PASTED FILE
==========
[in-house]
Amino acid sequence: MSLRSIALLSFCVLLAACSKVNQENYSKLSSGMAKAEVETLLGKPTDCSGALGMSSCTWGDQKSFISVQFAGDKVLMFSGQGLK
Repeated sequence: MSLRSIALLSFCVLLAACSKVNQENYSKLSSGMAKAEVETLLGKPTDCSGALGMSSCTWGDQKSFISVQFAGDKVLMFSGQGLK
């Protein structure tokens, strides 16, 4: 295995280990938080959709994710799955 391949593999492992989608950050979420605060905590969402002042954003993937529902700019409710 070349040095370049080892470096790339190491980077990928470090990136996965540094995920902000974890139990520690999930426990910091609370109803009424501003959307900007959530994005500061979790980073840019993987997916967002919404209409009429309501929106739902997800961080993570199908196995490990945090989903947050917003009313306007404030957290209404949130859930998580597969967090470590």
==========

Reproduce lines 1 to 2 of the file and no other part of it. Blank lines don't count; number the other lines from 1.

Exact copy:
[in-house]
Amino acid sequence: MSLRSIALLSFCVLLAACSKVNQENYSKLSSGMAKAEVETLLGKPTDCSGALGMSSCTWGDQKSFISVQFAGDKVLMFSGQGLK